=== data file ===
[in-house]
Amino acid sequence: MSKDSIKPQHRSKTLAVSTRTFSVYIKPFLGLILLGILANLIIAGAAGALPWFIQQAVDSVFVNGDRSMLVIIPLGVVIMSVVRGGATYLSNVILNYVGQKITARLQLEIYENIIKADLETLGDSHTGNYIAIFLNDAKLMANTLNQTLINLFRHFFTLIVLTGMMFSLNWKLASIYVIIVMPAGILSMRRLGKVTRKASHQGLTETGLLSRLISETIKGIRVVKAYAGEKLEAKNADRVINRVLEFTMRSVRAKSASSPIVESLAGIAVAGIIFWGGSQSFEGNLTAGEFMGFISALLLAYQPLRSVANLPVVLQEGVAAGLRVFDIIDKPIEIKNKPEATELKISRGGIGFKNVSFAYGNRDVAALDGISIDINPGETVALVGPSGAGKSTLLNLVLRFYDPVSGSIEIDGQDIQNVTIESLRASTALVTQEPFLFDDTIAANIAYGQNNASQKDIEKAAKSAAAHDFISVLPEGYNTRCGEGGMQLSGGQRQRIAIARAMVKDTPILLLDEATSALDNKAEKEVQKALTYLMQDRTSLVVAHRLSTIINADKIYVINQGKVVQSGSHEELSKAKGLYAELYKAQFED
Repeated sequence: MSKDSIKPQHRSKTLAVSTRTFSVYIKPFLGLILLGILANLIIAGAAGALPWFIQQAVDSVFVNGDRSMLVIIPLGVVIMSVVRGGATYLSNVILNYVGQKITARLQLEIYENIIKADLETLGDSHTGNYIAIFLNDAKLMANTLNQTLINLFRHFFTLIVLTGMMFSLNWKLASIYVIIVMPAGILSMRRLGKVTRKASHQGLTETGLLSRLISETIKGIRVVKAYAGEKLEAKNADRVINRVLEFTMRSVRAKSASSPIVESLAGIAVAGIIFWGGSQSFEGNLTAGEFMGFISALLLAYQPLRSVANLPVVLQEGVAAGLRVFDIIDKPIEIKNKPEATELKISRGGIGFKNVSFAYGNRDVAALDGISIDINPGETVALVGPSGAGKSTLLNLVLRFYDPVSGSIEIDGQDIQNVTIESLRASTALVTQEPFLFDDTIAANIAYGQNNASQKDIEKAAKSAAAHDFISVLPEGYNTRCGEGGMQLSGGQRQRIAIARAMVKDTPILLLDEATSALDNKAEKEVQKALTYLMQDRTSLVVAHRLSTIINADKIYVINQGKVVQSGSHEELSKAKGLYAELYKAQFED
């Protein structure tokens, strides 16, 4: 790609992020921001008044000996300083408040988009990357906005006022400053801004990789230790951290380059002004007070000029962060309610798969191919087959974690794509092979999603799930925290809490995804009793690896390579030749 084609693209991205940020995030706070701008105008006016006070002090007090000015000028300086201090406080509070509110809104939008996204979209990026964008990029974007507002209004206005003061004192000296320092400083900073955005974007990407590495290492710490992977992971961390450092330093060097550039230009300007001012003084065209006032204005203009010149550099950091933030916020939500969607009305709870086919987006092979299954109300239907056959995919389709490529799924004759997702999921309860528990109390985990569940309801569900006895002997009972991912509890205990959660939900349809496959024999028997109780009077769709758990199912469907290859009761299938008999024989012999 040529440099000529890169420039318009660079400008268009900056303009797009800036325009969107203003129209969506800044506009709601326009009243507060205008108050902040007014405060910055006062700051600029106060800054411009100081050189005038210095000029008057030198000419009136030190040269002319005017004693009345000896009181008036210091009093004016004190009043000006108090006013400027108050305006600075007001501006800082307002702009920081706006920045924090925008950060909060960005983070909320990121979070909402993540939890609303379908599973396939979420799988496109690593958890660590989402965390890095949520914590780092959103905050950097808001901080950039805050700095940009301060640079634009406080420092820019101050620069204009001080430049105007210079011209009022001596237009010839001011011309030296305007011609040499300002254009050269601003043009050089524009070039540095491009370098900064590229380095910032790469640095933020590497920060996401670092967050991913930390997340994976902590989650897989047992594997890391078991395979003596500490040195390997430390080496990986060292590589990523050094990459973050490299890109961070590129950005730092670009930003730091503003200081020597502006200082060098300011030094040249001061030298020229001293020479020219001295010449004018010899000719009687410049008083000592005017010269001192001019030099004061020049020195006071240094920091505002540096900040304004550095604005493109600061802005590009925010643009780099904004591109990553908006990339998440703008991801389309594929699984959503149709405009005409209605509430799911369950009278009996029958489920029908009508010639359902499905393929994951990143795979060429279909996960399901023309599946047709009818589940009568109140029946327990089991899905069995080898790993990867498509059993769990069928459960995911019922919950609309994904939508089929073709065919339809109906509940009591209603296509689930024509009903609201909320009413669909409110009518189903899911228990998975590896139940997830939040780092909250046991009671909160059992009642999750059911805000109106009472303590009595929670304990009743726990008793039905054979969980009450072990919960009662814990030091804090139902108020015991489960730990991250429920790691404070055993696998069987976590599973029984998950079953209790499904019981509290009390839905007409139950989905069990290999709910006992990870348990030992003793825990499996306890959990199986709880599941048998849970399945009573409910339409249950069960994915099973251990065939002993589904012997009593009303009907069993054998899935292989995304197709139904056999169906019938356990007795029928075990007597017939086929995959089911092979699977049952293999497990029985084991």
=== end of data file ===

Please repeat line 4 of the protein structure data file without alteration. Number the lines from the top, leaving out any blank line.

């Protein structure tokens, strides 16, 4: 790609992020921001008044000996300083408040988009990357906005006022400053801004990789230790951290380059002004007070000029962060309610798969191919087959974690794509092979999603799930925290809490995804009793690896390579030749 084609693209991205940020995030706070701008105008006016006070002090007090000015000028300086201090406080509070509110809104939008996204979209990026964008990029974007507002209004206005003061004192000296320092400083900073955005974007990407590495290492710490992977992971961390450092330093060097550039230009300007001012003084065209006032204005203009010149550099950091933030916020939500969607009305709870086919987006092979299954109300239907056959995919389709490529799924004759997702999921309860528990109390985990569940309801569900006895002997009972991912509890205990959660939900349809496959024999028997109780009077769709758990199912469907290859009761299938008999024989012999 040529440099000529890169420039318009660079400008268009900056303009797009800036325009969107203003129209969506800044506009709601326009009243507060205008108050902040007014405060910055006062700051600029106060800054411009100081050189005038210095000029008057030198000419009136030190040269002319005017004693009345000896009181008036210091009093004016004190009043000006108090006013400027108050305006600075007001501006800082307002702009920081706006920045924090925008950060909060960005983070909320990121979070909402993540939890609303379908599973396939979420799988496109690593958890660590989402965390890095949520914590780092959103905050950097808001901080950039805050700095940009301060640079634009406080420092820019101050620069204009001080430049105007210079011209009022001596237009010839001011011309030296305007011609040499300002254009050269601003043009050089524009070039540095491009370098900064590229380095910032790469640095933020590497920060996401670092967050991913930390997340994976902590989650897989047992594997890391078991395979003596500490040195390997430390080496990986060292590589990523050094990459973050490299890109961070590129950005730092670009930003730091503003200081020597502006200082060098300011030094040249001061030298020229001293020479020219001295010449004018010899000719009687410049008083000592005017010269001192001019030099004061020049020195006071240094920091505002540096900040304004550095604005493109600061802005590009925010643009780099904004591109990553908006990339998440703008991801389309594929699984959503149709405009005409209605509430799911369950009278009996029958489920029908009508010639359902499905393929994951990143795979060429279909996960399901023309599946047709009818589940009568109140029946327990089991899905069995080898790993990867498509059993769990069928459960995911019922919950609309994904939508089929073709065919339809109906509940009591209603296509689930024509009903609201909320009413669909409110009518189903899911228990998975590896139940997830939040780092909250046991009671909160059992009642999750059911805000109106009472303590009595929670304990009743726990008793039905054979969980009450072990919960009662814990030091804090139902108020015991489960730990991250429920790691404070055993696998069987976590599973029984998950079953209790499904019981509290009390839905007409139950989905069990290999709910006992990870348990030992003793825990499996306890959990199986709880599941048998849970399945009573409910339409249950069960994915099973251990065939002993589904012997009593009303009907069993054998899935292989995304197709139904056999169906019938356990007795029928075990007597017939086929995959089911092979699977049952293999497990029985084991």